The exhibition is curated by Edmond A. Mathez, Curator, Earth and Planetary Sciences, Division of Physical Sciences, American Museum of Natural History; and guest co-curated by Michael Oppenheimer, Albert G. Milbank Professor of Geosciences and International Affairs, Woodrow Wilson School, and the Department of Geosciences, Princeton University, New Jersey.

Harvard Medical School, September 23, 2008 – You know the signs of a stroke. Or do you? You’d probably recognize the classic symptoms, such as sudden weakness on one side of the body or blurred vision, but often the signs are much less obvious. A crushing headache may come on without warning. Your face may feel numb. You may have inexplicable trouble speaking or following what people say.

How to tell when someone’s having a stroke

* Crooked smile. Have the person smile or show his or her teeth. If one side doesn’t move as well as the other or seems to droop, that could be sign of a stroke.
* Arm drift. Have the person close his or her eyes and hold his or her arms straight out in front for about 10 seconds. If one arm does not move, or one arm winds up drifting down more than the other, they may be having a stroke.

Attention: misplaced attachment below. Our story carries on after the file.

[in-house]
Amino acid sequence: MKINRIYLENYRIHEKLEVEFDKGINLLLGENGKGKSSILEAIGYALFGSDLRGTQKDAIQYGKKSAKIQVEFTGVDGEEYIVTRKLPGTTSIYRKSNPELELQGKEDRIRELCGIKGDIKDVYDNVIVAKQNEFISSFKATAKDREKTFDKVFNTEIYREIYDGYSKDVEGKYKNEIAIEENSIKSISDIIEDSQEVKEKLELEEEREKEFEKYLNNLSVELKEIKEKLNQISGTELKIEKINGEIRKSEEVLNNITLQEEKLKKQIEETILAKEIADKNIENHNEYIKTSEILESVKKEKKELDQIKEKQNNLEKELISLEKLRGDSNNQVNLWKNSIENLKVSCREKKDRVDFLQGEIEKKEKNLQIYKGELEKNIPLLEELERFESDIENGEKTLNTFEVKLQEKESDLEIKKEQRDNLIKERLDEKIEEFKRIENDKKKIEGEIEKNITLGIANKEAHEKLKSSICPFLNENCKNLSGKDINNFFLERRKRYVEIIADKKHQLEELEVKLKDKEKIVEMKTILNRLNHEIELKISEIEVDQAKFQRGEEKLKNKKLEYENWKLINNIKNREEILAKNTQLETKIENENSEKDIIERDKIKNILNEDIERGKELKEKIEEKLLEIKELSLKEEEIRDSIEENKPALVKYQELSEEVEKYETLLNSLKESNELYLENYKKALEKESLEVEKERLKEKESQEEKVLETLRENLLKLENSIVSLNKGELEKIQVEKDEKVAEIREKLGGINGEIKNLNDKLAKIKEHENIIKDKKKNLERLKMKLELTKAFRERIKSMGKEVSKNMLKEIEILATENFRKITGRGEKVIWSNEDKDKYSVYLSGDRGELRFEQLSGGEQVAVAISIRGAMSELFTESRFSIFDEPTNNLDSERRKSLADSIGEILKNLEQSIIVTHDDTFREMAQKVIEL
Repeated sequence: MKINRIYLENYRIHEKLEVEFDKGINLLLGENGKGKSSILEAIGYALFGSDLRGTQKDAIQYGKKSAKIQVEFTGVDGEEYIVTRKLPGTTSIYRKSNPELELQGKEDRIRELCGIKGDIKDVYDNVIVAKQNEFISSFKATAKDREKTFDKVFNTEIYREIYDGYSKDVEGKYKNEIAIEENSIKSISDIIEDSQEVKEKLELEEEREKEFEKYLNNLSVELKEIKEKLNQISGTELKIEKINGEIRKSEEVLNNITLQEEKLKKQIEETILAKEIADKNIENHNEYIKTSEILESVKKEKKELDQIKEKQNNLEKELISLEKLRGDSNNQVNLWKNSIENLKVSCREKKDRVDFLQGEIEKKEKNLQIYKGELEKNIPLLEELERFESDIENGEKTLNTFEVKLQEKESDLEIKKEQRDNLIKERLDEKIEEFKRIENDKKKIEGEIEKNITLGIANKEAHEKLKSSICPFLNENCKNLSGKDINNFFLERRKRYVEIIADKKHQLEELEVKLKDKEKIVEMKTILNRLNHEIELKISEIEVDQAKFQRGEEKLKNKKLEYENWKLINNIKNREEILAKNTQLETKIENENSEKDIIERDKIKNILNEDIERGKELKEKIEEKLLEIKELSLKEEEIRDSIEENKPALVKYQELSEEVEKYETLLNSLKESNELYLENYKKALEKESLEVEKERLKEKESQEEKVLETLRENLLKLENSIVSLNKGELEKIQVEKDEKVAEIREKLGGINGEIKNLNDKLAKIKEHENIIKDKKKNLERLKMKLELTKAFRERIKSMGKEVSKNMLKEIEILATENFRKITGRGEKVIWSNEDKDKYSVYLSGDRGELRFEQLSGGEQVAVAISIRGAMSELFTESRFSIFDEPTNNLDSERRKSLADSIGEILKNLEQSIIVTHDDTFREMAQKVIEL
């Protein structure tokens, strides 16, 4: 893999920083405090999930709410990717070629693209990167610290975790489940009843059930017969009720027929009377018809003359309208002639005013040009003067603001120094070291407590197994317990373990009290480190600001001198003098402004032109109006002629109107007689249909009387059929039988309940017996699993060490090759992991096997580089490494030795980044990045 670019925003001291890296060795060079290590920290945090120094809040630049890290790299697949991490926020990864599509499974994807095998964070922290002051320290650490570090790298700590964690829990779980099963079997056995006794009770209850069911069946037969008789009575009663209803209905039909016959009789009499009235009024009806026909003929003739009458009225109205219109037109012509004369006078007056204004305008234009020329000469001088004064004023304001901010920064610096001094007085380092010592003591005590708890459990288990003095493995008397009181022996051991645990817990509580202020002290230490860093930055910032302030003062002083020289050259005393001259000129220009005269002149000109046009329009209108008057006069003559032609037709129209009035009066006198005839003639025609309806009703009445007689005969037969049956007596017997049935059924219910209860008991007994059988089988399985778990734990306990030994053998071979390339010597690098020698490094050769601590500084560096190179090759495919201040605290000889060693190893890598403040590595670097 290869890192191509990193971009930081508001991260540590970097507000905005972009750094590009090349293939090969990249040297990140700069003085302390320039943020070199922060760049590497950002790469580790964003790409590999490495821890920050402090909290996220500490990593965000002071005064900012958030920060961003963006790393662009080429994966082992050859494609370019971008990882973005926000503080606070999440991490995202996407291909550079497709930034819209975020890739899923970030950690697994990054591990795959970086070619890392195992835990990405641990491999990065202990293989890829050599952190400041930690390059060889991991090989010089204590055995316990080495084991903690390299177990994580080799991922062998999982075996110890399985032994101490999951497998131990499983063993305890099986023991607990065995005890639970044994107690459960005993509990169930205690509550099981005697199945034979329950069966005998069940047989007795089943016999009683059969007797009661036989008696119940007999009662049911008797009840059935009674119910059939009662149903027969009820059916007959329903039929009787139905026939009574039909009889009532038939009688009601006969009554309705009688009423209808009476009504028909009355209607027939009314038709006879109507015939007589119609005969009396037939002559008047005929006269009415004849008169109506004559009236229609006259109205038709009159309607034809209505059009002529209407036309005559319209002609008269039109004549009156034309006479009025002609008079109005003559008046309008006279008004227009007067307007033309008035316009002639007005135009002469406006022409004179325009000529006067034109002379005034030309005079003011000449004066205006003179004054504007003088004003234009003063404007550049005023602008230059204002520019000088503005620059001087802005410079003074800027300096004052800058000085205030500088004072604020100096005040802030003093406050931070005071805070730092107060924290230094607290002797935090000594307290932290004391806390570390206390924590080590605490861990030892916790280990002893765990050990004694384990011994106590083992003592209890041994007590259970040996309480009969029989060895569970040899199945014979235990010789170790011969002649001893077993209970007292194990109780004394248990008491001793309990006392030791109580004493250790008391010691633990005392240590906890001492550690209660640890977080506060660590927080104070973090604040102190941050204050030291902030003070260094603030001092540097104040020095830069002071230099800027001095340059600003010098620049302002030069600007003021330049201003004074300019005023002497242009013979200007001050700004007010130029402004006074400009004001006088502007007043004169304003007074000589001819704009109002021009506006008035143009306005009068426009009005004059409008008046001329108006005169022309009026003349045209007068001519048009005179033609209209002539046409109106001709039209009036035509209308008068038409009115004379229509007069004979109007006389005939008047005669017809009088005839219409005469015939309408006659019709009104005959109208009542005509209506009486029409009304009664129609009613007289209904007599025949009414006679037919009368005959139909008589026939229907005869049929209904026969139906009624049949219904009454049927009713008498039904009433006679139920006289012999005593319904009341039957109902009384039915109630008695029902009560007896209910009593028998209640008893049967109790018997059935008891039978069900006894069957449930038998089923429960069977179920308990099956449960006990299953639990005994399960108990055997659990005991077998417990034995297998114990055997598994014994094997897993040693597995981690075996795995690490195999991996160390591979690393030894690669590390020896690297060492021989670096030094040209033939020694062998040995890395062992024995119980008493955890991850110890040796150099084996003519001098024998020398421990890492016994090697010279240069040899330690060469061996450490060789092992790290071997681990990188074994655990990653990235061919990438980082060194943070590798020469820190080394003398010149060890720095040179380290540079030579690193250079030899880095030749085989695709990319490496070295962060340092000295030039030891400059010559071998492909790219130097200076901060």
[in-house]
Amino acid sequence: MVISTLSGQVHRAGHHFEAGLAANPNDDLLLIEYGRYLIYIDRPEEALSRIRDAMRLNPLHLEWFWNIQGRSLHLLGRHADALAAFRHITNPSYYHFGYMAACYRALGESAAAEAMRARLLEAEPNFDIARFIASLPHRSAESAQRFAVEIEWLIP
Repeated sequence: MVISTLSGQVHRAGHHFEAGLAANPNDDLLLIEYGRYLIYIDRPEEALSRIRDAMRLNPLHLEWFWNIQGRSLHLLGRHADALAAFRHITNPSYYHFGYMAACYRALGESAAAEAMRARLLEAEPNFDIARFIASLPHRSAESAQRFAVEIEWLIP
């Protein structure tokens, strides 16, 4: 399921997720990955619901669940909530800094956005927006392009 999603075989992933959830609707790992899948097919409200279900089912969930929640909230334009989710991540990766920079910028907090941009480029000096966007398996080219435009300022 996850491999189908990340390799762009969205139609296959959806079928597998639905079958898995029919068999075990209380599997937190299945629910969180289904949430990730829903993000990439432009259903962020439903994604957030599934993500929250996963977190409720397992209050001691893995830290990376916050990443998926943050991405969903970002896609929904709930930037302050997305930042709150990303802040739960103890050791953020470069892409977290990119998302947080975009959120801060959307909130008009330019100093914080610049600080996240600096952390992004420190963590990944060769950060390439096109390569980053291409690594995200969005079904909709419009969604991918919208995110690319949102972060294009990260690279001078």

* Slurred speech. Have the person say, “You can’t teach an old dog new tricks,” or some other simple, familiar saying. If the person slurs the words, gets some words wrong, or is unable to speak, that could be sign of a stroke.

Knowing all the warning signs of a stroke may one day save your life and well-being. That’s because the faster you recognize the symptoms, the sooner you can get medical help. And prompt treatment is the key to shielding your brain from a stroke’s damage and sparing you serious disabilities such as paralysis, speech impairment, and dementia.

Every 45 seconds, someone in the United States has a stroke. Stroke is the third leading cause of death in the United States and other industrial countries, trailing only heart disease and cancer. In the United States, about 700,000 people have a stroke each year. If you have a stroke, the risk of dying from it increases with age: 88% of deaths from stroke are in people 65 and older. About two-thirds of people who have a stroke have some resulting disability and require rehabilitation.

The odds of having a stroke more than double for each decade after age 55. Two-thirds of strokes involve people over 65. Men and women are about equally likely to have a stroke, but women have a greater risk of dying from one. Race is another risk factor. African-Americans, for example, are almost twice as likely to suffer a stroke as are whites.